Duane Kinnon is a nationally recognized leader in youth development with more than 30 years of family service experience working with global organizations like the Salvation Army, Boys & Girls Club of America, the NYC Department of Education, various School Districts, Parks & Recreation Departments and Public Housing Authorities. He has designed created and led the delivery of large, complex youth education initiatives including Child Care, Early Childhood Education, Supplemental Educational Services, Afterschool programs, Teen Services and College Prep Programs. His work also includes implementing NFL, MLB & NBA/WNBA youth sports programs and he created the first Police Athletic League (PAL) in Syracuse in partnership with the Onondaga County District Attorney’s Office. Duane Kinnon was an All-East football team captain at Syracuse University and played professional sports in both football and baseball. He holds a B.S. in Child & Family Studies from Syracuse University and Masters of Science in Business Administration from the Metropolitan College of NY and his nonprofit organization Youth Education Through Sports, Inc. hosted Youth Day for the NCAA® and the POWERADE® NCAA® Youth Clinic at the Men’s Final Four® in Atlanta. Learn more about YES Inc. and LIKE their page https://www.facebook.com/YouthEducationThroughSports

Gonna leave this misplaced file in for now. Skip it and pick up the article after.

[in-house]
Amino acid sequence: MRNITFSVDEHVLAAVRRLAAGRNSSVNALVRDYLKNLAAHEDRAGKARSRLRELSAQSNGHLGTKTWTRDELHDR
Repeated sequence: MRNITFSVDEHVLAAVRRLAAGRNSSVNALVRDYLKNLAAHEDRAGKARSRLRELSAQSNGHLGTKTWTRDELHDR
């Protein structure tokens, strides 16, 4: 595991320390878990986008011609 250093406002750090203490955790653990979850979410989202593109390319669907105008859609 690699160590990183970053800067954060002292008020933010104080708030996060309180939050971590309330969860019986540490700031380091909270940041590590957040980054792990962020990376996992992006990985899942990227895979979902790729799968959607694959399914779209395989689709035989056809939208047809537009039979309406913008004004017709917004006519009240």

One Response to “Bad Behavior? Bad Coaches? Good Sportsmanship? 5 Things Every Sports Mom Should Know”
  1. Kathy says:

    This is really great info…I’ve seen parents act worse than the children. The advice about good sportsmanship should be directed to mons and dads…because kids are learning from them..thanks for sharing this important advice. .. Does Mr. Kinnon know how young you can begin to start looking into sports scholarships?